How much does udder health really impact cow yield and fertility?
26-01-2024, updated on 26-01-2024
We have always been told that a high somatic cell count (SCC) reduces the potential yield of our cows, but in the reality of farming how much is this actually true and does it have other impacts?
Well the answer can be found through an extensive study from Argentina where researchers collated 1,930,376 lactations from 867 grazing herds collected over a 14-year period. They took the data and drilled down into the associations between SCC, yield and fertility.
Fertility and Udder Health Increasing SCC decreased conception rate (CR) – the higher the SCC, the greater the reductions in CR as shown Table 1. The negative association of SCC and fertility was found to be even stronger when high SCC occurred within 30 days of insemination but showed almost no association with services (i.e. heat detection). Effectively, an increase in SCC reduced conception rates by 22.3% - CR at first insemination of 26.1% when SCC exceeded 1,000,000/ml compared to 33.6% when SCC was below 150,000/ml.
Table 1. SCC association with conception rates for 566,017 services from 318,705 lactations SCC severity: healthy, <150,000 SCC/mL; mild, SCC 150,000 - 400,000 SCC/mL; moderate, SCC between 400,000 -1,000,000 SCC/mL; severe, SCC ≥1,000,000 SCC/mL;
Milk Yield and Udder Health Increases in SCC led to decreases in milk yield. This study showed that losses started from very modest SCC levels (around 100,000 SCC/ml) with the association stronger for older cows. For example, increasing from 50,000 to 200,000 SCC/ml led to a milk yield reduction of 0.75kg/day in heifers, but a reduction of 1.5kg/day in 3rd calvers (shown graphically in Figure 1).
Higher production cows suffered much more severe losses – for example cows in the top quartile for milk yield lost 23% more milk due to high SCC than cows in the bottom quartile.
Figure 1: Milk yield association with SCC for 29,830 lactations
We know that high production is only possible in the absence of stress and we know that stress can lead to immune suppression, and subsequent disease susceptibility. This study shows clearly the significant economic effects that compromised udder health can have – cows with high SCC are less productive and less fertile. Not only should every effort be made to maintain udder health through high standards of hygiene in the parlour and throughout the bedded areas of both milking and dry cows but there is clear proof that feeding our immune modulating product OmniGen has shown clear and positive benefits to cows subjected to stress and with clear proof of application for udder health.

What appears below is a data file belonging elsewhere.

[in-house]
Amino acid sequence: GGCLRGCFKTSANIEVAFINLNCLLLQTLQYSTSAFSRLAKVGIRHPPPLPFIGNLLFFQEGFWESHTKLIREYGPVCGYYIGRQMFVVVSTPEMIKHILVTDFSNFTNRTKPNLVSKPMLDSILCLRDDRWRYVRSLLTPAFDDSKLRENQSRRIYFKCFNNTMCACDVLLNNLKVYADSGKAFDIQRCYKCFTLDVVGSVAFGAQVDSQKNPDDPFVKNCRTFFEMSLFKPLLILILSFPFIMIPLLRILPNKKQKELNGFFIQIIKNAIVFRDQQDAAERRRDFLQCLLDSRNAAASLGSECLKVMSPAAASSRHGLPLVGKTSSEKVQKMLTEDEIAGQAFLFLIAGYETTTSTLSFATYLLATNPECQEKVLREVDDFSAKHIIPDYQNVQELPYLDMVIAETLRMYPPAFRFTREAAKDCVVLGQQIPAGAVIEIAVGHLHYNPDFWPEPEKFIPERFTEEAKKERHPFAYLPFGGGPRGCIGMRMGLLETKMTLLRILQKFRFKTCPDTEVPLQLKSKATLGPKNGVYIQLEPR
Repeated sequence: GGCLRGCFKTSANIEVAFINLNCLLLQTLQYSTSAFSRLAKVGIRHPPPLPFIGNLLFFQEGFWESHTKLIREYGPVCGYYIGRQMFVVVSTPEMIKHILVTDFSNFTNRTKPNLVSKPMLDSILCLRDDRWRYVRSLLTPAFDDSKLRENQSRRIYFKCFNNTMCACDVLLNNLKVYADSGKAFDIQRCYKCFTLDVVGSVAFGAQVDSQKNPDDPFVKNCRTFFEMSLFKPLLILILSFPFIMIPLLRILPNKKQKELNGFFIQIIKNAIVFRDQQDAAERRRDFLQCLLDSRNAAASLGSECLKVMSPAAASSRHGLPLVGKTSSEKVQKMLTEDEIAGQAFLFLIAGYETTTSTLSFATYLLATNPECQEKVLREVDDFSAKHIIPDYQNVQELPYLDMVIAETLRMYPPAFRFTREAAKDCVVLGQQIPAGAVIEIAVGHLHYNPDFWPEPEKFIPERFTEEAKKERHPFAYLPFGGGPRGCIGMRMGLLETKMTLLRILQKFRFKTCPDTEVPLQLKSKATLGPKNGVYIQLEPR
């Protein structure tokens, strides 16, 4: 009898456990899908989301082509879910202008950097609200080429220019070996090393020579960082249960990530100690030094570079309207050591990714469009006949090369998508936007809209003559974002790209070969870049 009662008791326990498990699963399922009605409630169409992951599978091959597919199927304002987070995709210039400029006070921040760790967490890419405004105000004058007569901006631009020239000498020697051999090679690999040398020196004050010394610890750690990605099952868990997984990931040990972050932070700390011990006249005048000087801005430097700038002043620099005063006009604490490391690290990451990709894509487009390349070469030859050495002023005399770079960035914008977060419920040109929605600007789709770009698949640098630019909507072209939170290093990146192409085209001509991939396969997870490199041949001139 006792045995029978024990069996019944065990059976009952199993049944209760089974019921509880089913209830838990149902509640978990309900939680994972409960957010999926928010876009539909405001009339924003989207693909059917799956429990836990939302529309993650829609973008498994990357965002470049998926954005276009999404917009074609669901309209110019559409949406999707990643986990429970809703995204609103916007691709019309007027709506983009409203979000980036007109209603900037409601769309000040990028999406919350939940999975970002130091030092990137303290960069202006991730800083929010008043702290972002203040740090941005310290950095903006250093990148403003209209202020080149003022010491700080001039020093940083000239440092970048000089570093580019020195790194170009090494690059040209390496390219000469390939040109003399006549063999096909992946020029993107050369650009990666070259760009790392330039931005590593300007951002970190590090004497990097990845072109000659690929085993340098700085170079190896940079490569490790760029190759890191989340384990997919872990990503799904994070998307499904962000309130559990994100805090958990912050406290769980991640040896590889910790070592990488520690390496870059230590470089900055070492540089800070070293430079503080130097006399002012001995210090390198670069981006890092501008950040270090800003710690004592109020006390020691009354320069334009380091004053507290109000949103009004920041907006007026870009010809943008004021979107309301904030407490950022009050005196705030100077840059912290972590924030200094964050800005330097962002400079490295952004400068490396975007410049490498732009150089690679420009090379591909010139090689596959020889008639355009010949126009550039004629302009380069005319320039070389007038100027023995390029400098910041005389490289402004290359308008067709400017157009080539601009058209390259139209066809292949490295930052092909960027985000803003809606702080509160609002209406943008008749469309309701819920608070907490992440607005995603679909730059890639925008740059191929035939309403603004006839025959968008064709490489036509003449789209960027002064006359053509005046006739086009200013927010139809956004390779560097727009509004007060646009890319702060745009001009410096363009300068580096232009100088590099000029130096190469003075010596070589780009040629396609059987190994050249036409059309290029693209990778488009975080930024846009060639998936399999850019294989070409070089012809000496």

Our European Immunity Challenge data took 244 herds in the UK, Netherlands, Belgium and France totalling 40,333 cows fed OmniGen for an average of 146 days and compared the health data of these herds with that of the previous same time period before they started to feed OmniGen. This data showed an average reduction in SCC of 48,000cells/ml and an increase in milk yield of 0.45kg/cow/day in the feeding period supporting the findings reported above. The cases of mastitis on these 244 farms were also reduced by 28% during the feeding period from 18.3% to 12.1%.
OmniGen also supports fertility as shown by a further study by Cassaroto et al reported in Animal and Feed Technology in 2020 looked at a large herd study at the University of Florida. This monitored 1392 multiparous cows, 706 fed 56g/cow/day of OmniGen from 60 days pe-calving to 150 days in milk (or confirmed pregnant), 686 fed the control diet with no OmniGen and found that conception at first service stood at 32.6% for OmniGen fed cows compared to 28.1% for control cows, an increase of 16%. Conception to second service was also improved, this time by 7.5% with a 25.8% conception rate compared to 24%. In all this led to a 10 day reduction in days to conception in OmniGen fed cows with reduced transition disease a key reason for this, whilst they also produced 0.7kg/cow/day more milk on average during the trial period.
Feeding OmniGen can help cattle be, and stay healthy with impacts on health, fertility and profitability – contact your local Dairy Area Representative today to learn more.
The paper can be found here:
Associations of somatic cell count with milk yield and reproductive performance in grazing dairy cows. R. Rearte, S. G. Corva, R. L. de la Sota, I. M. Lacau-Mengido, and M. J. Giuliodori, J. Dairy Sci. (2022) 105:6251–6260 https://doi.org/10.3168/jds.2021-21504
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Mark has worked in the dairy industry for over 25 years with 17 of those years in the industry working as a nutritionist and ruminant technical adviser for a number of businesses in both direct to farm, and business to business environments. Mark brings with him a wealth of knowledge on both the dairy industry and business development